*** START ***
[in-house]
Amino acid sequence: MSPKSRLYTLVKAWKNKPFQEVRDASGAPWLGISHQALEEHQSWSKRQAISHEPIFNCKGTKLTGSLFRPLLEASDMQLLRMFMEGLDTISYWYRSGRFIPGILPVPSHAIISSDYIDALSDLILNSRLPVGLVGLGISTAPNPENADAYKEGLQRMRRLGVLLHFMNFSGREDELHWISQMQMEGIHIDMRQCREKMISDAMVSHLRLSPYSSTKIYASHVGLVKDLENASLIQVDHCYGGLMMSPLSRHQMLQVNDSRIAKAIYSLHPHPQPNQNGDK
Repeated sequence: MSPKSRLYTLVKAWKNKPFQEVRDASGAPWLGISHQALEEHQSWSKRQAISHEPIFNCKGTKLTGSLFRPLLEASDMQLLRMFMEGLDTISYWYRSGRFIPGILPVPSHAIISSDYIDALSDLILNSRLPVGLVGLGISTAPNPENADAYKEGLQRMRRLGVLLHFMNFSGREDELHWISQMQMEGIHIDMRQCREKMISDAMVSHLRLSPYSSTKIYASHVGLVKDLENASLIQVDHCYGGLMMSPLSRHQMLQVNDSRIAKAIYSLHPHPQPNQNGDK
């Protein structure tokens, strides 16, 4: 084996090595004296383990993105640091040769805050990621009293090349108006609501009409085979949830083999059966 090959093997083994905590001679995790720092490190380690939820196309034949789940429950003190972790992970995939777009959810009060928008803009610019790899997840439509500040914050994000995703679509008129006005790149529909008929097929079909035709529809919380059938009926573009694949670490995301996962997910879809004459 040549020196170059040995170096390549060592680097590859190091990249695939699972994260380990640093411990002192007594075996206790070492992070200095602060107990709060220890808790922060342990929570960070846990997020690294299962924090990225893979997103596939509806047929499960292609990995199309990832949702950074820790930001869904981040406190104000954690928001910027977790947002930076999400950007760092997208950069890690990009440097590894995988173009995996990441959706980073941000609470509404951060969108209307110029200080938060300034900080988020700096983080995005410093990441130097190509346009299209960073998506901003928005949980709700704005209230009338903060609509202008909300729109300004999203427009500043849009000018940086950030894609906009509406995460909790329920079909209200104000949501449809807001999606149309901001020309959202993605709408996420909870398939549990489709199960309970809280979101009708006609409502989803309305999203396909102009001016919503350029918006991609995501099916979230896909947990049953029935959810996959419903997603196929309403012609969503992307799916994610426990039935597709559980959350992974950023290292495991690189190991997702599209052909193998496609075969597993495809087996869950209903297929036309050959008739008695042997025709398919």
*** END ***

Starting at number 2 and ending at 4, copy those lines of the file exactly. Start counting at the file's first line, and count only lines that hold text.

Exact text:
Amino acid sequence: MSPKSRLYTLVKAWKNKPFQEVRDASGAPWLGISHQALEEHQSWSKRQAISHEPIFNCKGTKLTGSLFRPLLEASDMQLLRMFMEGLDTISYWYRSGRFIPGILPVPSHAIISSDYIDALSDLILNSRLPVGLVGLGISTAPNPENADAYKEGLQRMRRLGVLLHFMNFSGREDELHWISQMQMEGIHIDMRQCREKMISDAMVSHLRLSPYSSTKIYASHVGLVKDLENASLIQVDHCYGGLMMSPLSRHQMLQVNDSRIAKAIYSLHPHPQPNQNGDK
Repeated sequence: MSPKSRLYTLVKAWKNKPFQEVRDASGAPWLGISHQALEEHQSWSKRQAISHEPIFNCKGTKLTGSLFRPLLEASDMQLLRMFMEGLDTISYWYRSGRFIPGILPVPSHAIISSDYIDALSDLILNSRLPVGLVGLGISTAPNPENADAYKEGLQRMRRLGVLLHFMNFSGREDELHWISQMQMEGIHIDMRQCREKMISDAMVSHLRLSPYSSTKIYASHVGLVKDLENASLIQVDHCYGGLMMSPLSRHQMLQVNDSRIAKAIYSLHPHPQPNQNGDK
């Protein structure tokens, strides 16, 4: 084996090595004296383990993105640091040769805050990621009293090349108006609501009409085979949830083999059966 090959093997083994905590001679995790720092490190380690939820196309034949789940429950003190972790992970995939777009959810009060928008803009610019790899997840439509500040914050994000995703679509008129006005790149529909008929097929079909035709529809919380059938009926573009694949670490995301996962997910879809004459 040549020196170059040995170096390549060592680097590859190091990249695939699972994260380990640093411990002192007594075996206790070492992070200095602060107990709060220890808790922060342990929570960070846990997020690294299962924090990225893979997103596939509806047929499960292609990995199309990832949702950074820790930001869904981040406190104000954690928001910027977790947002930076999400950007760092997208950069890690990009440097590894995988173009995996990441959706980073941000609470509404951060969108209307110029200080938060300034900080988020700096983080995005410093990441130097190509346009299209960073998506901003928005949980709700704005209230009338903060609509202008909300729109300004999203427009500043849009000018940086950030894609906009509406995460909790329920079909209200104000949501449809807001999606149309901001020309959202993605709408996420909870398939549990489709199960309970809280979101009708006609409502989803309305999203396909102009001016919503350029918006991609995501099916979230896909947990049953029935959810996959419903997603196929309403012609969503992307799916994610426990039935597709559980959350992974950023290292495991690189190991997702599209052909193998496609075969597993495809087996869950209903297929036309050959008739008695042997025709398919």